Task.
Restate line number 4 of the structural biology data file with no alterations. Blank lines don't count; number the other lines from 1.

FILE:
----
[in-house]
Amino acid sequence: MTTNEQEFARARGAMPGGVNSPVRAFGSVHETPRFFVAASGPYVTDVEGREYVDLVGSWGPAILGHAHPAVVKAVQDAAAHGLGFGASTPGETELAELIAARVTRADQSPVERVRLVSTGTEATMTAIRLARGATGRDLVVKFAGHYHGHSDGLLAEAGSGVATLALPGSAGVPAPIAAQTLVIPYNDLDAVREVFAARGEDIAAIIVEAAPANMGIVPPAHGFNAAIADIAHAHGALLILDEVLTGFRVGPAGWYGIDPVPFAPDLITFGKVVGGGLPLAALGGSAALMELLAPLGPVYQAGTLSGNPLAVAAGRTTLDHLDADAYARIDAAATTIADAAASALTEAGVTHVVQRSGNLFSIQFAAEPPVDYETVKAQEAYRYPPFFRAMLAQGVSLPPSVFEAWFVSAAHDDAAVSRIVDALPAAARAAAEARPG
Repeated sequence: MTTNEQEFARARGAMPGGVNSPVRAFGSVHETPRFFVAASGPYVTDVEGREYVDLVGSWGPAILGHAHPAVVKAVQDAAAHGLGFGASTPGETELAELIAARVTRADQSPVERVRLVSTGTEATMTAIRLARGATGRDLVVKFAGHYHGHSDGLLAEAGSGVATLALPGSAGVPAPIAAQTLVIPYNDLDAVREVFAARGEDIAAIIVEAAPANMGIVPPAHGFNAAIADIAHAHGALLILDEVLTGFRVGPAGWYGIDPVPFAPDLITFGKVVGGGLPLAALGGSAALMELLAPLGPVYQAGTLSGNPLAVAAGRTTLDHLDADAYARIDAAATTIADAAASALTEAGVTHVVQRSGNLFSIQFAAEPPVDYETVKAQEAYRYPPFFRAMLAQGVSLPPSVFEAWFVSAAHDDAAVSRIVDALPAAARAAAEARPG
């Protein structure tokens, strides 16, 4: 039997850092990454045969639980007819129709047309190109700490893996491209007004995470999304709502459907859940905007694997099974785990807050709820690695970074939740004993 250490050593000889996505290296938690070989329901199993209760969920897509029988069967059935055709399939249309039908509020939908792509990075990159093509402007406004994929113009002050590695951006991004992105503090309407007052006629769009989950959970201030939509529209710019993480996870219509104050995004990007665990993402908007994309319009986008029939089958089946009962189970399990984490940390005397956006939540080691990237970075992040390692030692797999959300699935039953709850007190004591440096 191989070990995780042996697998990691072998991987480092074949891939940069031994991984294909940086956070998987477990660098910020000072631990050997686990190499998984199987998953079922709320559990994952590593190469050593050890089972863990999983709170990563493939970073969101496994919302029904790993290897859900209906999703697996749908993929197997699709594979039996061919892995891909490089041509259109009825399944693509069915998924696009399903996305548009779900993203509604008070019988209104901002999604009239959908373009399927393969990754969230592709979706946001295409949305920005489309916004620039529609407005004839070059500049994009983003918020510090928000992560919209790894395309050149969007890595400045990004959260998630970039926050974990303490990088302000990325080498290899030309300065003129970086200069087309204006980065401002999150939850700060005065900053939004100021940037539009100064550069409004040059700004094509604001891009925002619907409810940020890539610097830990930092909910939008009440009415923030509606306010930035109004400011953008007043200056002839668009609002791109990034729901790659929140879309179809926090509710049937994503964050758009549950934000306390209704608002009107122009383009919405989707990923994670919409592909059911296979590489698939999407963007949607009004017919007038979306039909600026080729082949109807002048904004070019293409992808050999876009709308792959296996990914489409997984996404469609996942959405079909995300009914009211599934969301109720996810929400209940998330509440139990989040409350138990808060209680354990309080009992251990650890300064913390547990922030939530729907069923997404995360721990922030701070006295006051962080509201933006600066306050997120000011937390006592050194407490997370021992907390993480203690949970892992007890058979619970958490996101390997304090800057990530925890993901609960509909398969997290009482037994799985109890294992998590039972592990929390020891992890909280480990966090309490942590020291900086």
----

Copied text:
């Protein structure tokens, strides 16, 4: 039997850092990454045969639980007819129709047309190109700490893996491209007004995470999304709502459907859940905007694997099974785990807050709820690695970074939740004993 250490050593000889996505290296938690070989329901199993209760969920897509029988069967059935055709399939249309039908509020939908792509990075990159093509402007406004994929113009002050590695951006991004992105503090309407007052006629769009989950959970201030939509529209710019993480996870219509104050995004990007665990993402908007994309319009986008029939089958089946009962189970399990984490940390005397956006939540080691990237970075992040390692030692797999959300699935039953709850007190004591440096 191989070990995780042996697998990691072998991987480092074949891939940069031994991984294909940086956070998987477990660098910020000072631990050997686990190499998984199987998953079922709320559990994952590593190469050593050890089972863990999983709170990563493939970073969101496994919302029904790993290897859900209906999703697996749908993929197997699709594979039996061919892995891909490089041509259109009825399944693509069915998924696009399903996305548009779900993203509604008070019988209104901002999604009239959908373009399927393969990754969230592709979706946001295409949305920005489309916004620039529609407005004839070059500049994009983003918020510090928000992560919209790894395309050149969007890595400045990004959260998630970039926050974990303490990088302000990325080498290899030309300065003129970086200069087309204006980065401002999150939850700060005065900053939004100021940037539009100064550069409004040059700004094509604001891009925002619907409810940020890539610097830990930092909910939008009440009415923030509606306010930035109004400011953008007043200056002839668009609002791109990034729901790659929140879309179809926090509710049937994503964050758009549950934000306390209704608002009107122009383009919405989707990923994670919409592909059911296979590489698939999407963007949607009004017919007038979306039909600026080729082949109807002048904004070019293409992808050999876009709308792959296996990914489409997984996404469609996942959405079909995300009914009211599934969301109720996810929400209940998330509440139990989040409350138990808060209680354990309080009992251990650890300064913390547990922030939530729907069923997404995360721990922030701070006295006051962080509201933006600066306050997120000011937390006592050194407490997370021992907390993480203690949970892992007890058979619970958490996101390997304090800057990530925890993901609960509909398969997290009482037994799985109890294992998590039972592990929390020891992890909280480990966090309490942590020291900086």